By: Jacob Schroeder on
Elizabeth May, Green Party leader and MP for Saanich — Gulf Islands, in a press release on September 19, 2016
Canada’s target is allowed by the terms of the agreement. But to meet the agreement’s goal of limiting global temperature rise to 2 degrees Celsius or less, Canada and all countries combined need higher targets.FactsCan Score: Misleading
Fresh after their 2015 electoral victory, the Liberal government made headlines at the Paris climate change conference by pushing for an agreement to keep global warming within 1.5 degrees Celsius above pre-industrial levels. No more than 2 degrees, they said.
Then in September 2016, Catherine McKenna, environment and climate change minister, announced the aim to reduce Canada’s greenhouse gas emissions (GHGs) to 30 per cent below 2005 levels by 2030. This is dubbed the 30-30 target and is the same one set by the former Conservative government.
Is Canada’s 30-30 target incompatible with the Paris Agreement?
The Paris Agreement
Under the Paris Agreement, countries voluntarily set GHG emission reduction targets and describe their plans to meet those targets. This information is called a country’s Intended Nationally Determined Contributions (INDCs). Canada’s INDC gives the 30-30 target, and ways to meet it include phasing out coal-fired electricity generation and tightened regulations for vehicles.
Once individual countries submit their INDCs, scientists project the cumulative impact of the INDCs on global climate. Countries then negotiate and pursue further reductions if the aggregate effect of their INDCs will not meet the Paris goals.
Countries are not bound to setting certain targets or even achieving them, but are required to report on their progress towards their targets. The idea is that countries will each reduce as much as they can (or want to) today, and over time, reduction targets will be ‘ratcheted’ up as needed.
Canada’s contribution within the whole
Canada submitted its most recent INDC, with the 30-30 target, in May 2015. An analysis by the UN climate change body concluded that this target plus the targets of other countries do not match the Paris goal. Taken together, the targets won’t prevent global temperatures from rising above 2 degrees Celsius.
Is May correct to say the 30-30 target is “incompatible” with the Paris Agreement? It depends how you interpret the comment. If you take her words literally, then her statement is false.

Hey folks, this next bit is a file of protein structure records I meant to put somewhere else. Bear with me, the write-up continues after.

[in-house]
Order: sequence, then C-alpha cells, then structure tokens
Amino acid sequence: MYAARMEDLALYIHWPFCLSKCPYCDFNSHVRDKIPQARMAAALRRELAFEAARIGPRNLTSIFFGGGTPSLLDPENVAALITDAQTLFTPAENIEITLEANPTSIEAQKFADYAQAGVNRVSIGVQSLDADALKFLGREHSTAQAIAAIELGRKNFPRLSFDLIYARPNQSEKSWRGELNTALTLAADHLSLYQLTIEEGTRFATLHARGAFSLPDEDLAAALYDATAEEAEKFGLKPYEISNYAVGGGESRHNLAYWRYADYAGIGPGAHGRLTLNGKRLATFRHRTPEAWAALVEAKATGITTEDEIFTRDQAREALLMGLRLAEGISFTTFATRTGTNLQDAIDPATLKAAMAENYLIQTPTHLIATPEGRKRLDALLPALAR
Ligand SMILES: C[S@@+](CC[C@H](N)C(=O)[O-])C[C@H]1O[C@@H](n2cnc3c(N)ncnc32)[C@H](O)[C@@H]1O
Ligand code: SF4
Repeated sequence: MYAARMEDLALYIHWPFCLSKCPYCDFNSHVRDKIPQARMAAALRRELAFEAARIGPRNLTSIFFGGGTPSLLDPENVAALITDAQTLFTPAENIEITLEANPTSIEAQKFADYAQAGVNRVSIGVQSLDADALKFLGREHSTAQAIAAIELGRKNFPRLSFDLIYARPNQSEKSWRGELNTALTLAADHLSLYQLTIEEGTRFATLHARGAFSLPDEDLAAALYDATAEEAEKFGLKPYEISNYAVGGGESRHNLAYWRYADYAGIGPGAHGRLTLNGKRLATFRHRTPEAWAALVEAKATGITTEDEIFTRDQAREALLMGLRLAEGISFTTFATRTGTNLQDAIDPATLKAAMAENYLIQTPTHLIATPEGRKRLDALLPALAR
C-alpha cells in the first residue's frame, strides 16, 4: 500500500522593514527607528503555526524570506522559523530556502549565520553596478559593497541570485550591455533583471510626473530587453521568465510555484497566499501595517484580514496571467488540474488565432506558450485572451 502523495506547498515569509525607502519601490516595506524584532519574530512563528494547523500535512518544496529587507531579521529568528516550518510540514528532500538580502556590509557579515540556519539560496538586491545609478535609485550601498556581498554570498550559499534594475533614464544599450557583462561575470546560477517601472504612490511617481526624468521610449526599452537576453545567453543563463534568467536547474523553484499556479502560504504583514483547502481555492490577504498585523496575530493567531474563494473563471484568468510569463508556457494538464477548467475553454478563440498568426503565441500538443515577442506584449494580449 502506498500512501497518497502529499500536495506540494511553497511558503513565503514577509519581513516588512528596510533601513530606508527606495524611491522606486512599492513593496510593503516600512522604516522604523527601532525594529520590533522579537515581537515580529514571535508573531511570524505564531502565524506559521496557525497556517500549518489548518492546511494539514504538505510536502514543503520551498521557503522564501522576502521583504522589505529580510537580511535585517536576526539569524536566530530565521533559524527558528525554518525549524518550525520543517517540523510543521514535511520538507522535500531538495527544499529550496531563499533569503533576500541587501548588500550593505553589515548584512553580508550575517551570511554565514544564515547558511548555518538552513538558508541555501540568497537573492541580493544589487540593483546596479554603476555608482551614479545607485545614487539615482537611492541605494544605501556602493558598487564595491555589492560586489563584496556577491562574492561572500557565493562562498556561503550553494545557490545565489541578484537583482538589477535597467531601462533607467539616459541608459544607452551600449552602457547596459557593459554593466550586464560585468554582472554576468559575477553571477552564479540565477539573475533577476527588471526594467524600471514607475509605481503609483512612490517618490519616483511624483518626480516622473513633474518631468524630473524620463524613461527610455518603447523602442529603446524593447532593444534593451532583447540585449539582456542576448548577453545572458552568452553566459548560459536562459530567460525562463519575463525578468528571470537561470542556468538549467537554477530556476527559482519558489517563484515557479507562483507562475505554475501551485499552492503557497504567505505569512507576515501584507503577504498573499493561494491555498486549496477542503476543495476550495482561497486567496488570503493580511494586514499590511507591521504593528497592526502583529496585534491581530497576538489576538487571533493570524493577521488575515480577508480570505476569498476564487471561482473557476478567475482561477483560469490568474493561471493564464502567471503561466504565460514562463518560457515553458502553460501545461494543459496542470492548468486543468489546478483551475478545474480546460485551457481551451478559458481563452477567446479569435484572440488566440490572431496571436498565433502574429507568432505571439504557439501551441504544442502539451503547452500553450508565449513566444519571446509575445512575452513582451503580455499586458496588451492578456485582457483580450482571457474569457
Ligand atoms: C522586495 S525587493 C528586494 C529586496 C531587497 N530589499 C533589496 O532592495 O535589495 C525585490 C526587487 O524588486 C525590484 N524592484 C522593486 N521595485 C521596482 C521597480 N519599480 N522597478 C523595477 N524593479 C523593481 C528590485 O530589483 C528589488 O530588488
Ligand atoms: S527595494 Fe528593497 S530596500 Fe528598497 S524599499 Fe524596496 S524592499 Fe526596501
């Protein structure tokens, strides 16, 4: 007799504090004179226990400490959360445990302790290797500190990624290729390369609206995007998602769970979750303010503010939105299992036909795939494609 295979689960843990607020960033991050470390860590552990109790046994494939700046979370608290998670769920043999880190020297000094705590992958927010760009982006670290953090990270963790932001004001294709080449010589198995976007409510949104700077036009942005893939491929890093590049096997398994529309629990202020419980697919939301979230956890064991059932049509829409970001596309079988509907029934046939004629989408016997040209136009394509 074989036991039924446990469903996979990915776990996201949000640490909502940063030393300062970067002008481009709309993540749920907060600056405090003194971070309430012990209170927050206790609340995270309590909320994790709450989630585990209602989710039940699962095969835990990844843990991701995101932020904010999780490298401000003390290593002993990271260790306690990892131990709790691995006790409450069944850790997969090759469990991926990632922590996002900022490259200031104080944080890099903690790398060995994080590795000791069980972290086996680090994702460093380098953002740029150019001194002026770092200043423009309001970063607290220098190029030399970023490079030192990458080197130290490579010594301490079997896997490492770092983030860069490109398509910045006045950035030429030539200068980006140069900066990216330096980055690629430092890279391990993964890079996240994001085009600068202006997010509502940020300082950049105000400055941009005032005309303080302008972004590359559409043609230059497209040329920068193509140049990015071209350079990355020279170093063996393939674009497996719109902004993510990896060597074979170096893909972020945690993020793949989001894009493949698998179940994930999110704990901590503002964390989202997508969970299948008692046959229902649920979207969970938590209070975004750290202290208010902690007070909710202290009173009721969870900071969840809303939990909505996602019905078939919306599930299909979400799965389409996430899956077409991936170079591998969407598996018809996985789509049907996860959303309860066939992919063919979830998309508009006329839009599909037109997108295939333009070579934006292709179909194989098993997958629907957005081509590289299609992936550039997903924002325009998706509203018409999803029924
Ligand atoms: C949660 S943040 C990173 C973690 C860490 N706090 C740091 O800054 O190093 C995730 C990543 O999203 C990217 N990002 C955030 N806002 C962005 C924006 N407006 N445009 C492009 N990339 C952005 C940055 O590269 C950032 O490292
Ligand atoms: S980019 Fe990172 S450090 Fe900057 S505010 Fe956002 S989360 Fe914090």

The target is consistent with the agreement in that it is meant to set a floor on Canada’s emission reductions, and theoretically will be tightened further. The Paris Agreement was not designed to solve global warming in one fell swoop but rather to provide a framework for incrementally raising targets until they meet the agreement’s goal.
If you interpret “incompatible” to mean that Canada’s 30-30 goal violates the spirit of meaningfully contributing to the Paris goal, then there is some truth to May’s claim. It is true that the 30-30 target was part of a set of global contributions that, taken in aggregate, would push global temperatures past the goals of the Paris agreement. Matt Horne, director of the climate change program at the Pembina Institute, an energy think-tank that advocates for the reduction of fossil fuels, said May’s criticism is accurate. Canada would need to do more to help the world achieve the goals set in Paris, he said.
Complicating things is that global warming is caused by global actions, not just one country. Canada emits 1.4 per cent of the world’s GHGs and cannot single-handedly determine if the Paris goal is met. This makes judging an individual country’s contribution very difficult.
Global emission levels in 2025 and 2030 under INDCs and other scenarios
We’re not interpreting May literally, so we find the claim misleading. Canada’s target aligns with the Paris Agreement method of persistent incrementalism.
And yet May is correct that to reach the goal of limiting global temperature increases to 2 degrees Celsius or less, Canada and other countries will have to do more.